To do this requires significant investment and often minimal return. My advice, using Australian vernacular, is to focus on your own backyard first. The shining light of global expansion is not so rosy when you are chasing creditors in foreign lands, dealing with multitudes of different customs requirements and hit with overwhelming freight bills.
The global fashion scene is shifting and we are on the brink of a new era. The assumption that Australia is a season behind is no longer relevant. In fact, the concept of a “fashion season” is an unrealistic construct altogether.
Global fashion has not followed weather patterns for years (which is why, for some obscure reason, sweaters are delivered into stores as we swelter through January and swimwear adorns shelves in July as the temperatures hit their lowest of the year and snow falls in surrounding mountains).
The concept of trans-seasonal fashion – clothing that is adaptable for many climates – has become quite the norm across the globe. This has been predominantly fuelled by the need for large scale fashion conglomerates to attract some of the lucrative share of the Middle East and Asian markets, where climates are often distinctly different to Europe and the USA.
Australian designers benefit from this shift, as they create collections adaptable to varying temperatures – a criterion that works across Australia as it does for global market penetration.
The way we wear clothes has also changed, as we move from our air-conditioned houses to our air-conditioned cars and then to our air-conditioned offices. The need for weather-specific wear has fallen significantly and this opens opportunities to develop designs of varying weights and fibres that are adaptable to many environments.
All of this is, of course, only relevant if an Australian designer sees the need to pursue the dream of global expansion. To be an Antipodean designer in an industry that is run on Northern Hemisphere seasons is only a problem in a Northern Hemisphere-focused industry or if a designer perceives being aligned to the big four fashion cities as a priority. Many do not.
Goodbye New York, hello Melbourne
The world balance is shifting and markets are changing. “Same old, same old” – a phrase that equals devastation in the world of fashion – has been heard on the streets of Milan, London, New York and Paris recently. Not referring to specific collections but rather to the painfully exhausting Fashion Week system that grinds through each season, with the endless runway shows at enormous expense, promoting many of the same big name brands in an incessant cycle to sell more lipsticks, sunglasses and perfumes.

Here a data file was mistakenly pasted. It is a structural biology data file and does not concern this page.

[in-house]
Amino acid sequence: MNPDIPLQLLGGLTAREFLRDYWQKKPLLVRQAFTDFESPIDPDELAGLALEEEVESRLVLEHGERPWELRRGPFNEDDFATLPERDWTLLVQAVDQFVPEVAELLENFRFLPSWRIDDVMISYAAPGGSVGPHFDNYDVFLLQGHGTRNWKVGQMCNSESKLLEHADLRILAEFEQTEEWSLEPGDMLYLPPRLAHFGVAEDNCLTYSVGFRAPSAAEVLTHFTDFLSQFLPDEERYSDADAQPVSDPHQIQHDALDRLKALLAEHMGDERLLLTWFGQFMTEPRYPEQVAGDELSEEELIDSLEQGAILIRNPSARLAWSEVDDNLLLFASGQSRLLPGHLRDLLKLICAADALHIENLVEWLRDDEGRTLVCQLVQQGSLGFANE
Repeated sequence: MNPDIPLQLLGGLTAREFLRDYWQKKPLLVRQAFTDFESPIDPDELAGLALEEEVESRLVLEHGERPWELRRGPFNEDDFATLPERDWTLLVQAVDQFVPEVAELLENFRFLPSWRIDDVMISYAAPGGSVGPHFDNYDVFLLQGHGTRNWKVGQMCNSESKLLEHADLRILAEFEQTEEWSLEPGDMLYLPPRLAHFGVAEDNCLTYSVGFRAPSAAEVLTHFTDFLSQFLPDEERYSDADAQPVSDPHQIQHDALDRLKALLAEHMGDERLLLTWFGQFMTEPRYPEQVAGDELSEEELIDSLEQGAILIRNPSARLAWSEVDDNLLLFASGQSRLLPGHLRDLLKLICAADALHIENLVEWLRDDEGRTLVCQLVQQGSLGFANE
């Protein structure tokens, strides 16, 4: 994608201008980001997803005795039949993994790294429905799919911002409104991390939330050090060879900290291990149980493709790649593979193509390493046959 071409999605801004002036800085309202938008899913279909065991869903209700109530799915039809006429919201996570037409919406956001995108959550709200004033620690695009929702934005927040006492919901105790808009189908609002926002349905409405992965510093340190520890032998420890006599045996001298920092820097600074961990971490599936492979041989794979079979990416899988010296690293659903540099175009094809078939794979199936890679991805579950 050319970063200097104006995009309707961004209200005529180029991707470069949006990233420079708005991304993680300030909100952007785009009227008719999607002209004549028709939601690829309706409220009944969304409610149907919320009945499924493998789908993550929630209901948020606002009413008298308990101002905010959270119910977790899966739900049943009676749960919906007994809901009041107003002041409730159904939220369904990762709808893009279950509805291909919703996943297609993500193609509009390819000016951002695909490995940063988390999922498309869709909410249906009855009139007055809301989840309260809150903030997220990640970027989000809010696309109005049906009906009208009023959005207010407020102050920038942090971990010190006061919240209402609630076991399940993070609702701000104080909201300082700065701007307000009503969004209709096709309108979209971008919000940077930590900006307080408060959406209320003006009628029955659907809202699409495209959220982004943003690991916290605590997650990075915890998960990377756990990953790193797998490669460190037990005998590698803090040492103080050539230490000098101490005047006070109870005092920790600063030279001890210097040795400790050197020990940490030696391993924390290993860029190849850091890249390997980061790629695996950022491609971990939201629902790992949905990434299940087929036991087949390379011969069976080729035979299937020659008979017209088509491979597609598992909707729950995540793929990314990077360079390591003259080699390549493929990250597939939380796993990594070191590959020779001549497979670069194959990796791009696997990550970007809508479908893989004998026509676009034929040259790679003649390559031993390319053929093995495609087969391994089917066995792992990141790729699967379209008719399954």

As proposed in the New York Times during that city’s recent Fashion Week in September this year: “New York Fashion Week officially starts tomorrow, but according to the Times, it’s already passé.
The newspaper of record spoke to a group of fashion folks and heard essentially the same message from everyone – “we’re tired and we don’t feel like doing this”.
Fashion is an industry that prides itself on quick response, change, innovation and creativity, yet is perpetuating a cycle of boredom for many involved. The time is ripe for change as the world embraces innovative digital interfaces and newly emerging fashion cities such as Melbourne challenge the “big four” for fresh experiences and stimulating style.
An up-and-coming tier of creative cities are becoming hot spots for fashion innovation clusters. Around the globe, cities such as Amsterdam, Shanghai, Istanbul, Seoul, Berlin and Melbourne are being touted as incubators of inspiration.
In part, the evolution of an Australian fashion identity is constrained by the geographical dislocation of our country. Rather than discuss Australian fashion style, it is more pertinent to address the ethos of major cities.
Living in Melbourne and as an advocate for that city’s creative energy, I am most expert to address how, in this city, fashion flourishes under the auspices of what I have termed “fusion fashion”.
In fusion food, a mix of different culinary references combine to create a new palate. In fashion, the term relates to the synthesis of fashion references such as English bespoke tailoring mixed with the quirkiness of Asian style with a referential nod to Australian casualness – all blended together into a genre that Melbourne holds as uniquely its own. Fusion fashion provides for a one-of-a-kind wardrobe that is relaxed, stylish and wearable.
This style ethos is well suited to inspire global fashion advocates. It might just be what puts Antipodean fashion on the map.
This is a foundation essay for The Conversation’s Arts + Culture section. If you are an academic or researcher with relevant expertise and would like to respond to this article, please use our pitch facility.
Karen Webster is affiliated with the Council of Fashion and Textiles Industries of Australia (the fashion industry – peak body) as Director and
Chair: The Australian Fashion Council